Delia's Crossing (Delia Series #1) [NOOK Book]

Overview

KIDNAPPED BY CRUEL FATE...

Secuestrado por sino cruel

After her parents are killed in a truck accident, Delia Yebarra's life is turned upside down. At fifteen, she ...
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Delia's Crossing (Delia Series #1)

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Overview

KIDNAPPED BY CRUEL FATE...

Secuestrado por sino cruel

After her parents are killed in a truck accident, Delia Yebarra's life is turned upside down. At fifteen, she leaves the rural Mexican village where she grew up and embarks on a new life in America. Coming to her wealthy aunt Isabella's huge estate in Palm Springs, California, should be a dream come true for a simple country girl like Delia -- so why does it feel like a nightmare?

A PRISONER OF DESTINY...

Un preso del destino

Her aunt refuses to acknowledge Delia's heritage, relegating her to servants' quarters with a licentious language tutor intent on exploiting a beautiful young foreigner. Her cousin Edward is kind, but cousin Sophia is cruel, manipulative, and resentful of Delia's smoky Latina looks. And just when Delia tries to embrace the life of a real American girl, a heartbreaking chain of events sends her spiraling back to a Mexico she hardly recognizes.... Will Delia find a place to call home?
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Product Details

  • ISBN-13: 9781416594079
  • Publisher: Pocket Books
  • Publication date: 9/30/2008
  • Series: Delia Series , #1
  • Sold by: SIMON & SCHUSTER
  • Format: eBook
  • Pages: 432
  • Sales rank: 104,748
  • File size: 466 KB

Meet the Author

V. C. Andrews
V.C. Andrews® has been a bestselling phenomenon since the publication of Flowers in the Attic, which was followed by four more Dollanganger family novels: Petals on the Wind, If There Be Thorns, Seeds of Yesterday, and Garden of Shadows. Since then, readers have been captivated by more than seventy novels in V.C. Andrews’s bestselling series, which have sold more than 106 million copies and have been translated into more than twenty-five foreign languages.

Biography

"The face of fear I display in my novels is not the pale specter from the sunken grave, nor is it the thing that goes bump in the night," V. C. Andrews once told Douglas E. Winter. "Mine are the deep-seated fears established when we are children, and they never quite go away: the fear of being helpless, the fear of being trapped, the fear of being out of control."

Andrews's novel Flowers in the Attic launched the popular genre sometimes dubbed "children in jeopardy" -- stories about young people abused, lied to, and preyed upon by their evil guardians. The author's own childhood was not nearly so lurid, though it did have an element of tragedy: As a teenager she had a bad fall, which resulted in the development of bone spurs. A botched surgery, combined with arthritis, forced her to use a wheelchair or crutches for the rest of her life.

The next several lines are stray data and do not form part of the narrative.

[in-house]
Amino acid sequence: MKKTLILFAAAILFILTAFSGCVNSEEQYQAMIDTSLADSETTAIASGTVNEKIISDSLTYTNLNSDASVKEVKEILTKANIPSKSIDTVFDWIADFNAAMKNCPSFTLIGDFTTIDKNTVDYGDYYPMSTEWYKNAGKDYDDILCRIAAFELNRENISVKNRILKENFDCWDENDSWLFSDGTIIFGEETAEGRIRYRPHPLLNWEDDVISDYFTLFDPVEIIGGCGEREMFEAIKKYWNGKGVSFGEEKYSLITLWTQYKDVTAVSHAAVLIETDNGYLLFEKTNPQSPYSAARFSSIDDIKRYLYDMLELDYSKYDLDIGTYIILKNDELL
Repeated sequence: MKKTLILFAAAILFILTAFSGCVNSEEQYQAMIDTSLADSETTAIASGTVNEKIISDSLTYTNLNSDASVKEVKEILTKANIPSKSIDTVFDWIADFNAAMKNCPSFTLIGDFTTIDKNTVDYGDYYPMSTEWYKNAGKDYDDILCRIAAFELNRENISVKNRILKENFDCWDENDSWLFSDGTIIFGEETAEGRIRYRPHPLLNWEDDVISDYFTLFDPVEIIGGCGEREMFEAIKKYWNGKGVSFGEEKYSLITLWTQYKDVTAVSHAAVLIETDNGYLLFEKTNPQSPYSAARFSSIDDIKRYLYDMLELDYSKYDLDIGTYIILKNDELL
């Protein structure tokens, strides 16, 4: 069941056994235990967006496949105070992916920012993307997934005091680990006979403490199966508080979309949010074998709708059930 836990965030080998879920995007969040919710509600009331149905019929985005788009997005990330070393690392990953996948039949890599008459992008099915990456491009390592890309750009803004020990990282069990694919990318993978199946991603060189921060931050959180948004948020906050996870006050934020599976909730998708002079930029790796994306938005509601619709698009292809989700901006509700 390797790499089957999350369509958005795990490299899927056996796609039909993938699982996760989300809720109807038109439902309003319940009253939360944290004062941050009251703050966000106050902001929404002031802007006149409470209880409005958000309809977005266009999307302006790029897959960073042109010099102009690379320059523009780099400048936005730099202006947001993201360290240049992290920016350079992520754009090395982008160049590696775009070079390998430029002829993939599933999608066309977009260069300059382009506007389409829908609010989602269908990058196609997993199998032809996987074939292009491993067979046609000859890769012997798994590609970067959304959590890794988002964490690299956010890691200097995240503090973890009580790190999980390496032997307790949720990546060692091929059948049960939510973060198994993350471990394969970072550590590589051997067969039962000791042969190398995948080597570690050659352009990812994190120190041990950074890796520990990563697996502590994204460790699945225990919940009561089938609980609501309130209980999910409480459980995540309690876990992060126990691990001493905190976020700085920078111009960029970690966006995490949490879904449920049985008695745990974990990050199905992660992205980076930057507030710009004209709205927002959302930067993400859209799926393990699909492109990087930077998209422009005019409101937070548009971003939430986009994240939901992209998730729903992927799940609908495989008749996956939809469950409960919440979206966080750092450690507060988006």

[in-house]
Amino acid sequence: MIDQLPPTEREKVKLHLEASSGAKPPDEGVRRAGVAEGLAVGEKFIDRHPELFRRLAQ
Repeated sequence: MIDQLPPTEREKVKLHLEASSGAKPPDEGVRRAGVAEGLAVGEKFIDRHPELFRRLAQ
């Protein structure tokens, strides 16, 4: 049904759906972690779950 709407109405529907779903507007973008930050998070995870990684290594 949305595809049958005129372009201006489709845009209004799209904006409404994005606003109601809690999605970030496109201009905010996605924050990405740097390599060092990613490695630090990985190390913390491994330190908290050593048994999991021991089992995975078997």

Andrews lived with her mother and worked as a commercial artist until the 1970s, when she began to write in earnest. Most of her early stories and novels went unpublished (one exception was "I Slept with My Uncle on My Wedding Night," which appeared in a pulp confession magazine). Finally, in 1979, Flowers in the Attic made it into print. The book soared to No. 1 on the New York Times bestseller list and was followed by two equally successful sequels, Petals on the Wind and If There Be Thorns. Critics weren't always kind -- a Washington Post reviewer wrote that Flowers in the Attic "may well be the worst book I have ever read" -- but that didn't matter to millions of Andrews's readers, who devoured her gruesome fairy tales as fast as she could pen them.

As E. D. Huntley points out in V. C. Andrews: A Critical Companion, Andrews's novels fit neatly into the "female Gothic" tradition, in which an innocent young woman is trapped in an isolated mansion and persecuted by a villain. Andrews's own contribution was to take some of the themes implicit in early Gothic novels -- incest, sexual jealousy, and obsession -- and make them sensationally explicit in her works.

As most of her fans know by now, V. C. Andrews died in 1986, but new V. C. Andrews books keep popping up on the bestseller lists. That's because the Andrews estate hired a ghost writer, Andrew Neiderman, to continue writing books in the late author's style. Andrews's heirs have been cagey about just how much unfinished work she left behind when she died, but testimony during a 1993 tax case suggested that Andrews had only completed a portion of Garden of Shadows, the eighth book (out of more than 50) published under her name.

Still, even if the vast majority of "V. C. Andrews" books weren't actually written by V. C. Andrews, many of her fans are happy to have her tradition carried on. Neiderman has drawn on Andrews's novels, notebooks, and drawings for inspiration. "Don't make this sound weird," he once said in a Washington Post interview, "but sometimes I do feel possessed." To the original V. C. Andrews, who believed in precognition and reincarnation, it probably wouldn't sound weird at all.